My eight-year-old was diagnosed with asthma at nine months after being hospitalized with respiratory syncytial virus (RSV). They had hoped he would out grow it. Could the RSV virus have permanently damaged his lungs?
Respiratory syncytial virus is a common cause of lower respiratory infection (RSV broncholitis). The airways of laboratory animals do become hyper-responsive in the acute period after the infection and remain sensitized to allergens for some time period afterward.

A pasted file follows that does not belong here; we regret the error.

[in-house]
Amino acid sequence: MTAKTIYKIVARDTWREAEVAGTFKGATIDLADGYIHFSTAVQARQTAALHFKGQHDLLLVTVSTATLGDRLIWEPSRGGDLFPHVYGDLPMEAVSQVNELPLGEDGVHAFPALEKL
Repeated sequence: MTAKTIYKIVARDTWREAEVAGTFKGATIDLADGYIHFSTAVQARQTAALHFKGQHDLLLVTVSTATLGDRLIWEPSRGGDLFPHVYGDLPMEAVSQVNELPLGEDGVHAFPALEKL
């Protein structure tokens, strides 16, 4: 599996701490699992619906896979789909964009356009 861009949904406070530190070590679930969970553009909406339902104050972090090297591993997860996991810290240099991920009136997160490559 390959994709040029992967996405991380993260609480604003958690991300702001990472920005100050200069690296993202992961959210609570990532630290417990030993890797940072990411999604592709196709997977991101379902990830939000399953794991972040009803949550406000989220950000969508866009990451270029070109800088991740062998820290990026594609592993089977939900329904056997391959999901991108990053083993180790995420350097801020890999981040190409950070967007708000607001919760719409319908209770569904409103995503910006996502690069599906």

Infants infected in the first year of life are more sensitized to allergens and susceptible to asthma as well — and this risk is increased if allergies and asthma run in the family. There was one “good news” report, using sophisticated lung functions, that suggested a better lung function after acute infection than was previously reported.
Many more studies are needed to fully answer your question but it appears that a significant number of kids will have asthma following RSV infection in infancy. While the data seem to support the association and causative role of RSV in your son’s asthma, I would not describe this as “permanently damaged lungs.”